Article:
by ANDREA DEALE   |   Summer 2016

ACCS alumnus sees

light and darkness

Elizabeth Wade Trinity River

Elizabeth Wade has no concept of color—literally. She was born with achromatopsia, a disorder characterized by light sensitivity and the absence of color vision. Direct sunlight impairs her vision. She cannot drive. But these limitations, she says, matter little.


As a result, Elizabeth has learned to see things differently–to look past appearances into the heart. Seeing only goes so far. She’d rather listen, anyway. That, she says, is her life’s goal.


Elizabeth joined Covenant Classical School (CCS) in Fort Worth, Texas, in fifth grade and was the school’s first graduate in 2007. She enjoyed math and literature, and wrestled through Latin, not yet aware of the impact language would have on her life.

There were challenges to being a pioneer at a newly formed school. “I felt pressure to be something for everyone, but there also was grace for me because I was first,” she says.

One of her favorite teachers, Mr. Bates, noticed Elizabeth’s heart for different cultures and suggested she attend a missions class called “Perspectives” at a local church. Bates thought the class would bring her goals into sharper focus, and later suggested that she pursue an anthropology degree. “Covenant was very influential in what I chose to study in college and what I’ve done since,” Elizabeth says.


After CCS, Elizabeth studied anthropology at Wheaton College. She spent two months in Indonesia conducting anthropological research, then returned for six months to teach English to refugees awaiting resettlement.

While the women learned English, Elizabeth learned hospitality. The refugees were warm and welcoming, inviting her into their homes and lives. “These people with nothing were overwhelmingly generous. I knew I wanted to work with refugee resettlement once I got home,” she says.


After graduation, Elizabeth returned to Fort Worth as an administrative case-worker for World Relief, an organization that serves newly arrived refugees. She helped with food stamps and physician referrals, but had limited refugee contact because she cannot drive.

But God saw another way. Elizabeth moved into an apartment complex that housed more than 1,000 refugees. She shared an apartment with two Christian refugees: a young Iraqi woman and a woman who had been a senator in Burundi before fleeing her country. Living among refugees helped Elizabeth see things differently. Again. “Most refugees’ biggest complaint is that they’ve never been invited into an American home. In Indonesia, I’d been welcomed. I knew we could do better here,” she says.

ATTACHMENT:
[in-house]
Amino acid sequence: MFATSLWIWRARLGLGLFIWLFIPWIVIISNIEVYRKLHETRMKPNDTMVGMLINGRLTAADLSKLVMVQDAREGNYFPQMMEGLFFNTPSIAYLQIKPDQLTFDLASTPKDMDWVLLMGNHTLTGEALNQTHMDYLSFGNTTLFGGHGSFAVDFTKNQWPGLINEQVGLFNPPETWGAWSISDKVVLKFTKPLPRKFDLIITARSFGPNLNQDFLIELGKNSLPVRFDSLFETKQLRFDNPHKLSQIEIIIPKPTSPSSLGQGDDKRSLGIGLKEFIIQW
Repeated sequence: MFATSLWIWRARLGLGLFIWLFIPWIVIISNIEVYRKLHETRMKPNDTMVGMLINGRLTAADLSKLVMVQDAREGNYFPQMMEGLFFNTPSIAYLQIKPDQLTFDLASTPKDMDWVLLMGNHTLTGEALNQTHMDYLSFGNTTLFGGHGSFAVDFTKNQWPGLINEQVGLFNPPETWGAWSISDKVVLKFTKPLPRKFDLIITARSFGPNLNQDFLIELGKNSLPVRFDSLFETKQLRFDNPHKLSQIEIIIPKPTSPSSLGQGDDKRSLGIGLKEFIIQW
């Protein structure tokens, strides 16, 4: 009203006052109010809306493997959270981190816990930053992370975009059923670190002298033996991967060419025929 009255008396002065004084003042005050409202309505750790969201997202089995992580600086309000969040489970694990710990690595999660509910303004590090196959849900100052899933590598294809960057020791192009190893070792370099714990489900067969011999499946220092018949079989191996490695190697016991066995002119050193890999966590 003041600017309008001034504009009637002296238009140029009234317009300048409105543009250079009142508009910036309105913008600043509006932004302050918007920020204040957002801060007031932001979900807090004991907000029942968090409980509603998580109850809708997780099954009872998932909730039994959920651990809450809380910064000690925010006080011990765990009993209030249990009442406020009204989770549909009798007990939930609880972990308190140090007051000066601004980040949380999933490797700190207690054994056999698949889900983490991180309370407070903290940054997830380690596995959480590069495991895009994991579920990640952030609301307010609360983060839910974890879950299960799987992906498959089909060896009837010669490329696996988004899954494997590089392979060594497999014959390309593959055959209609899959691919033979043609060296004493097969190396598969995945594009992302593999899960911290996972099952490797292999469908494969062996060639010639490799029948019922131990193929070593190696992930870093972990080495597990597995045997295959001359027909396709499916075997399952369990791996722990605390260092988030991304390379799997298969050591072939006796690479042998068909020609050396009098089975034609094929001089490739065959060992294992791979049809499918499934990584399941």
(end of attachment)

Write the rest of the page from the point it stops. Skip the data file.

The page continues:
Before long, Elizabeth felt the call to return overseas to the Middle East. (To protect mission work in the region, the organization and location cannot be named.) Elizabeth’s official reason for being there was to learn Arabic, and she attended 16 hours of one-on-one lessons each week. Her efforts to speak the language of her host country opened doors. Little by little, she built friendships and shared the gospel.

Once Elizabeth was engaged in the students’ lives, she was able to see the darkness that surrounded them. Elizabeth recalls a difficult time after ISIS beheaded the Egyptian Coptic Christians in early 2015. She worried about the danger of sharing the gospel.

But the doubling down of evangelical efforts by the local church energized Elizabeth. “A lot of Americans are cultural Christians, but not actual followers of Christ,” Wade points out. “In the Middle East, Christians are willing to lay everything down to follow Jesus.”


Elizabeth prays every day about future mission work. In the meantime, she enjoys teaching ESL classes back in her hometown of Fort Worth. When asked whether learning Latin, Indonesian, or Arabic–or teaching ESL–is the most difficult, Elizabeth laughs. “Latin! I hope that doesn’t get me in trouble! It’s hard to see the benefits at first, but you notice later,” she says.

Looking back on her education, Elizabeth knows God used it to shape her life and direction. Her advice for current students? Take the long view. “Life is not about grades or being the best,” she says. “View your education as a tool to help you seek God and love others first.” ACCS_graphic_sm1